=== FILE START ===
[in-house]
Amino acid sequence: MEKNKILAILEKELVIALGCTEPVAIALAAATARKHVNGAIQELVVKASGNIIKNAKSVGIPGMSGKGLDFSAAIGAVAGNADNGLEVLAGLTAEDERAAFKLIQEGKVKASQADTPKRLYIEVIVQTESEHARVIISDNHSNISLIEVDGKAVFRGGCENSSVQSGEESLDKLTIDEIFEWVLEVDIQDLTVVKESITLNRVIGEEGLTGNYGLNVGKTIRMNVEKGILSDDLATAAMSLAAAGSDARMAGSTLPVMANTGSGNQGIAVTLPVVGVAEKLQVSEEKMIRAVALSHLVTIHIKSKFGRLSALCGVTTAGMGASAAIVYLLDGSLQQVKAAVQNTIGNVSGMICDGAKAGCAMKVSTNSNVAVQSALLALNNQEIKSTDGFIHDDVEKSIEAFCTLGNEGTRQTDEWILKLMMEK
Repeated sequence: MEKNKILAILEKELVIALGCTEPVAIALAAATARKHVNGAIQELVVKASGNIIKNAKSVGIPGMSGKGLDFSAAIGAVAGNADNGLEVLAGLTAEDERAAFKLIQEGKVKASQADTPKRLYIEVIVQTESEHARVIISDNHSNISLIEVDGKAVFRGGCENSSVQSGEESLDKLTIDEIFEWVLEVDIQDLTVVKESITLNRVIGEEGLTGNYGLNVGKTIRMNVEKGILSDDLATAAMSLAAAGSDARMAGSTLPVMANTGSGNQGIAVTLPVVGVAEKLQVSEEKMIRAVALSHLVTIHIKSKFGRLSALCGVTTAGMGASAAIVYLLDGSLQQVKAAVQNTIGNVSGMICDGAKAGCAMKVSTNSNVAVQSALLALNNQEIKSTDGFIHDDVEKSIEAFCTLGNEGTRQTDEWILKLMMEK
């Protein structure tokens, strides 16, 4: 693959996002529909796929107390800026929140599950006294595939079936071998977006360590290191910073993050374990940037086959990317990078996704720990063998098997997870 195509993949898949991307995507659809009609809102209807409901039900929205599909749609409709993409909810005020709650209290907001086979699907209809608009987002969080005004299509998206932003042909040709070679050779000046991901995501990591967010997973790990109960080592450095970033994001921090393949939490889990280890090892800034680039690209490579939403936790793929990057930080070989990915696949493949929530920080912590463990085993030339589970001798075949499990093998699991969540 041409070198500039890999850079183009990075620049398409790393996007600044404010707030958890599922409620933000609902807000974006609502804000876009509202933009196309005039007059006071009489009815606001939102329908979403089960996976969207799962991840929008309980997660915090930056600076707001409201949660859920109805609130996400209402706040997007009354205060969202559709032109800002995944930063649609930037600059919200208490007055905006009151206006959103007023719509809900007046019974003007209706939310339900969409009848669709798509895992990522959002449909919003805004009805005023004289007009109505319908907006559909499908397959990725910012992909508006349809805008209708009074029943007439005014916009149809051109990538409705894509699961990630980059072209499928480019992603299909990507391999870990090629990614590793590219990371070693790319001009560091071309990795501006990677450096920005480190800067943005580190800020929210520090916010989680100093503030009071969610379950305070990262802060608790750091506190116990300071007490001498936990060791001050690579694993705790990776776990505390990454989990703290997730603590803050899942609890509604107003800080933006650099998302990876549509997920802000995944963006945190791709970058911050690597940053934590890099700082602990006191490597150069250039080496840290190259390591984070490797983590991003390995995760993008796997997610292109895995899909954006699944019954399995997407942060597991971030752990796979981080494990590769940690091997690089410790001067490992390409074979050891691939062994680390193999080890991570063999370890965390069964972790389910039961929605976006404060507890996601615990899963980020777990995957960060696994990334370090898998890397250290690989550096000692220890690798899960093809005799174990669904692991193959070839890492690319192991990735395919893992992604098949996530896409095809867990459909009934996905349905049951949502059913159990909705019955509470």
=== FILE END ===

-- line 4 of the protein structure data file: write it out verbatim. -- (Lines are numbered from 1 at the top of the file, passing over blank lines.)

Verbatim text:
């Protein structure tokens, strides 16, 4: 693959996002529909796929107390800026929140599950006294595939079936071998977006360590290191910073993050374990940037086959990317990078996704720990063998098997997870 195509993949898949991307995507659809009609809102209807409901039900929205599909749609409709993409909810005020709650209290907001086979699907209809608009987002969080005004299509998206932003042909040709070679050779000046991901995501990591967010997973790990109960080592450095970033994001921090393949939490889990280890090892800034680039690209490579939403936790793929990057930080070989990915696949493949929530920080912590463990085993030339589970001798075949499990093998699991969540 041409070198500039890999850079183009990075620049398409790393996007600044404010707030958890599922409620933000609902807000974006609502804000876009509202933009196309005039007059006071009489009815606001939102329908979403089960996976969207799962991840929008309980997660915090930056600076707001409201949660859920109805609130996400209402706040997007009354205060969202559709032109800002995944930063649609930037600059919200208490007055905006009151206006959103007023719509809900007046019974003007209706939310339900969409009848669709798509895992990522959002449909919003805004009805005023004289007009109505319908907006559909499908397959990725910012992909508006349809805008209708009074029943007439005014916009149809051109990538409705894509699961990630980059072209499928480019992603299909990507391999870990090629990614590793590219990371070693790319001009560091071309990795501006990677450096920005480190800067943005580190800020929210520090916010989680100093503030009071969610379950305070990262802060608790750091506190116990300071007490001498936990060791001050690579694993705790990776776990505390990454989990703290997730603590803050899942609890509604107003800080933006650099998302990876549509997920802000995944963006945190791709970058911050690597940053934590890099700082602990006191490597150069250039080496840290190259390591984070490797983590991003390995995760993008796997997610292109895995899909954006699944019954399995997407942060597991971030752990796979981080494990590769940690091997690089410790001067490992390409074979050891691939062994680390193999080890991570063999370890965390069964972790389910039961929605976006404060507890996601615990899963980020777990995957960060696994990334370090898998890397250290690989550096000692220890690798899960093809005799174990669904692991193959070839890492690319192991990735395919893992992604098949996530896409095809867990459909009934996905349905049951949502059913159990909705019955509470």